I don't see any difference between tyrany of a state and tyrany of a larger govenrment. Tyrany is simply one person denying another of their liberty. It doesn't matter who is doing it other than they have authority and power to make it happen. If states are oppressing people and the federal goernment stands to stop them, by all means I'm on board. If the feds are oppressing people and the states are trying to stop it, i'm for that too but my first inclination is to stop the federal government by its own apparatus. It is after all run by representatives chosen at the state and local level.

mican333
July 22nd, 2016, 07:03 AM
Well, that is kind of debatable. What is the point of a state constitution if you are going to insist that the federal constitution is all that matters?

I didn't say the federal constitution is "all that matters".

And the US constitution says that plenty of issues are to be left to the states (10th amendment). So unless everything in the state constitution is addressed in the US constitution, there are reasons for a state constitution.


What if the federal constitution is all that matters and, via constitutional amendment, the right of free speech/right to protest the government is removed?

Then I would hold a different position on whether the constitution should be abided by.


Does that mean that the people automatically lose the right to petition their own state governments too?

No. The constitution does not give us our rights. As it is currently written, it protects our rights. So if the constitution were changed in a fashion where it infringed on our rights instead of protected them, I would no longer hold that it is a valid basis for US law.

To be clear, my support for the US Constitution is not based on an appeal to authority ("we should agree with the highest authority in all manners"). I agree with the content of the US constitution and, per our example, EVERYONE's right to criticize our leaders should be upheld. If the content of the US Constitution were different, then I would not necessarily argue that the constitution should overrule state law. And do you actually disagree with me? Do you think that states should be allowed to outlaw free speech without government interference? I would assume not. I assume that like me, you believe that the INDIVIDUAL has the right to criticize his/her leaders and there can be no legitimate law saying otherwise and there should be rules that apply to ALL governments at all level not allowing them to create and enforce such laws.




---------- Post added at 11:03 AM ---------- Previous post was at 10:57 AM ----------


I would say why? I think IBELSD makes a good point, what is the point of a state const?

Should the local town answer to Washington in all things?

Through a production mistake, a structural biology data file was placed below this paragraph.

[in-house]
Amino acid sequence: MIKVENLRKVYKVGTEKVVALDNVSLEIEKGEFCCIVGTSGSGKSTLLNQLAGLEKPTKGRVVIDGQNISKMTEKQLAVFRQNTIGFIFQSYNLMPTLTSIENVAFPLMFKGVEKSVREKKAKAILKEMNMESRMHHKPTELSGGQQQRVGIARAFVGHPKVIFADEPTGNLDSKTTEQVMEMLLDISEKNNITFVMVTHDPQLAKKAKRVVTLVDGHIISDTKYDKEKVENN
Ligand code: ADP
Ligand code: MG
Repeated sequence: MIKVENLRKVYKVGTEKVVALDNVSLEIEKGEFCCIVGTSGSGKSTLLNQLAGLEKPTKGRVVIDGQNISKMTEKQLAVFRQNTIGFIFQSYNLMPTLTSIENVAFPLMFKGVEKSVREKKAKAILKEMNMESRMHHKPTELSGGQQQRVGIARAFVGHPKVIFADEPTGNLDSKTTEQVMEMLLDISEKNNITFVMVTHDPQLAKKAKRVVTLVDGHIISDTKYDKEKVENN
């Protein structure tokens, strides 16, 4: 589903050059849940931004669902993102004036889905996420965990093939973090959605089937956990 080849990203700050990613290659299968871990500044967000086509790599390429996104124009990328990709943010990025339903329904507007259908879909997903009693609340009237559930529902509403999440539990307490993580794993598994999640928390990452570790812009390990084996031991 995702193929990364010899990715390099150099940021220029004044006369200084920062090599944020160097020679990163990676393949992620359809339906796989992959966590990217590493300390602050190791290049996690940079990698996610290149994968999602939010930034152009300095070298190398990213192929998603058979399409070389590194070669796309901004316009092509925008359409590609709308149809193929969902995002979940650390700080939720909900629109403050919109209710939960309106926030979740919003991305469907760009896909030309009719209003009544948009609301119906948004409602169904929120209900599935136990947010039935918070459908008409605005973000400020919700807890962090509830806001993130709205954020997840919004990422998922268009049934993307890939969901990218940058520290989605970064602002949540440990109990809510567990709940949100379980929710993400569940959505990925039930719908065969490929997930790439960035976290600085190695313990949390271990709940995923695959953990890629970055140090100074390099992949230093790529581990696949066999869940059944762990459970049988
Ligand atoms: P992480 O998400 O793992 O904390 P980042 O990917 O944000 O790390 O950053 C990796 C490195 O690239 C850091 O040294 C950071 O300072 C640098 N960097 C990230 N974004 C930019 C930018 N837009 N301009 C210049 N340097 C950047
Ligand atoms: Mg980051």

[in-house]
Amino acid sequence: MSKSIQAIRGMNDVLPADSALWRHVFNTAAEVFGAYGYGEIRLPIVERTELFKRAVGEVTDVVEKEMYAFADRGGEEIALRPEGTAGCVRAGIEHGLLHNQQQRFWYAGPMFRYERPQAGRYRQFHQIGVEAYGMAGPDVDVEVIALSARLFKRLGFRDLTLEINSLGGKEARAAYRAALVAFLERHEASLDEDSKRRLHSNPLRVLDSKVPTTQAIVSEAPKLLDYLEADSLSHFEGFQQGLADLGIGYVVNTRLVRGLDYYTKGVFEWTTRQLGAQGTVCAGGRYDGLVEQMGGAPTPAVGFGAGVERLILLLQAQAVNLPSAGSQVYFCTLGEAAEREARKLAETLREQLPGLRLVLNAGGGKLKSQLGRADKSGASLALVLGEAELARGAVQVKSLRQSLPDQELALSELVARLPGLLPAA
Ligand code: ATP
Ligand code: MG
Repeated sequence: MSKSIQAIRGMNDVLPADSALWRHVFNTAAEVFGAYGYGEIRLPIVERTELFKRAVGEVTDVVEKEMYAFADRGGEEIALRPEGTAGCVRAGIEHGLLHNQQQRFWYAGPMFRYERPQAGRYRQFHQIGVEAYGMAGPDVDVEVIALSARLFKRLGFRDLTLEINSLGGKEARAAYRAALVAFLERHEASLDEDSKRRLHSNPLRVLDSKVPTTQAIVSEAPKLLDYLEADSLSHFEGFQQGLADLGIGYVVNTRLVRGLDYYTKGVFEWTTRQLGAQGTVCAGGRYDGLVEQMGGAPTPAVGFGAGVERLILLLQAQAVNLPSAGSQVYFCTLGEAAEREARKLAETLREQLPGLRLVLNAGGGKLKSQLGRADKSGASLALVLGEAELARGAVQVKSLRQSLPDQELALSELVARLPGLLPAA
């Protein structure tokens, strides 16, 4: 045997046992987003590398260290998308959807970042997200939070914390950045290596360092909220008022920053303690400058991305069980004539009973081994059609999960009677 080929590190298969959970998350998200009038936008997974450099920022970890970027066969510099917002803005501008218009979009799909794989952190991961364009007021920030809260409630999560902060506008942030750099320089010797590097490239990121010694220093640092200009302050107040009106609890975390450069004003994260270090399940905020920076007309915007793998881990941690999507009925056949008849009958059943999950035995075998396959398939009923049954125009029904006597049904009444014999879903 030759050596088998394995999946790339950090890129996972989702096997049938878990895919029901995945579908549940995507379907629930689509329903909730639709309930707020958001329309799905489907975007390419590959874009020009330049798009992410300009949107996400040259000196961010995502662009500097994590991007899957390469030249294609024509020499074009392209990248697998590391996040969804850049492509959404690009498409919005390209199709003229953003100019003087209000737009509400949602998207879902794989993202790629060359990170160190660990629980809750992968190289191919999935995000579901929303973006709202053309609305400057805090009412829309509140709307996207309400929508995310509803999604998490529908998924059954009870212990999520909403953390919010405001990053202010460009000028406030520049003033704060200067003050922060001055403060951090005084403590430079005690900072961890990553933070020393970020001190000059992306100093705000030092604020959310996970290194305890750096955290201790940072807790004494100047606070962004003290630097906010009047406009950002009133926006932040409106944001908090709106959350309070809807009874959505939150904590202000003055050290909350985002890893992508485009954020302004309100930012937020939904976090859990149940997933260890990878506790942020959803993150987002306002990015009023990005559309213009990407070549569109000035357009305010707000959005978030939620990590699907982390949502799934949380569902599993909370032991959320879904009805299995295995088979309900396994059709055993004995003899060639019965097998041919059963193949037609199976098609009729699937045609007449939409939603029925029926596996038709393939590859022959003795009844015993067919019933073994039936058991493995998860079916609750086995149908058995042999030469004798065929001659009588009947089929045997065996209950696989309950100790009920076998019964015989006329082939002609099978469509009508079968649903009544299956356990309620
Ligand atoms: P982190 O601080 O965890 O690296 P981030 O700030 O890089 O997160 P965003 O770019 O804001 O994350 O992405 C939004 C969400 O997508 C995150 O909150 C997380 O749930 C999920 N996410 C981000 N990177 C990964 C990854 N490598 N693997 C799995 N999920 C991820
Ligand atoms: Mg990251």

No. And I never said otherwise. I'm arguing that all governments should abide by the US Constitution, not whatever people in Washington say.


I mean, we talk about the const, but in application it is the federal gov that is going to be given preference.
The local town tells a land owner he can dig a ditch, then the EPA fines him into oblivion for doing so. Who is really better able to govern that?

This is off-topic to my argument. As far as I know the constitution says nothing about whether the town or the EPA should prevail in this hypothetical controversy.

MindTrap028
July 22nd, 2016, 02:24 PM
No. And I never said otherwise. I'm arguing that all governments should abide by the US Constitution, not whatever people in Washington say.
I appreciate your point here in that I agree you did not say "whatever Washington says" and you have limited your argument to answering to the const.

My point is that, that is one and the same as arguing for the powers of Washington. Because, as far as I know, the const is what gives the Fed it's powers.
So like my EPA example, that is a federal gov thing, and gets it's powers from the const (presumably). So my point continues, that in application, your argument would mean that the EPA should prevail.
As it is basically a const established (per it's powers being derived from the const) agency.

Thus it follows, that saying the const and thus the fed should be differed to in all maters which it speaks, is the same as saying the EPA should prevail over the state or local, all the time.


Questions should you disagree that it follows.

1) Are you disagreeing that agencies such as the EPA are const agencies, thus your opinion is that they are basically unlawfully set up and are illegitimate?
2) If they are not illegitimate, then you must agree that they are getting their powers from the const. So then in what way is my example not an instance of saying the const should win?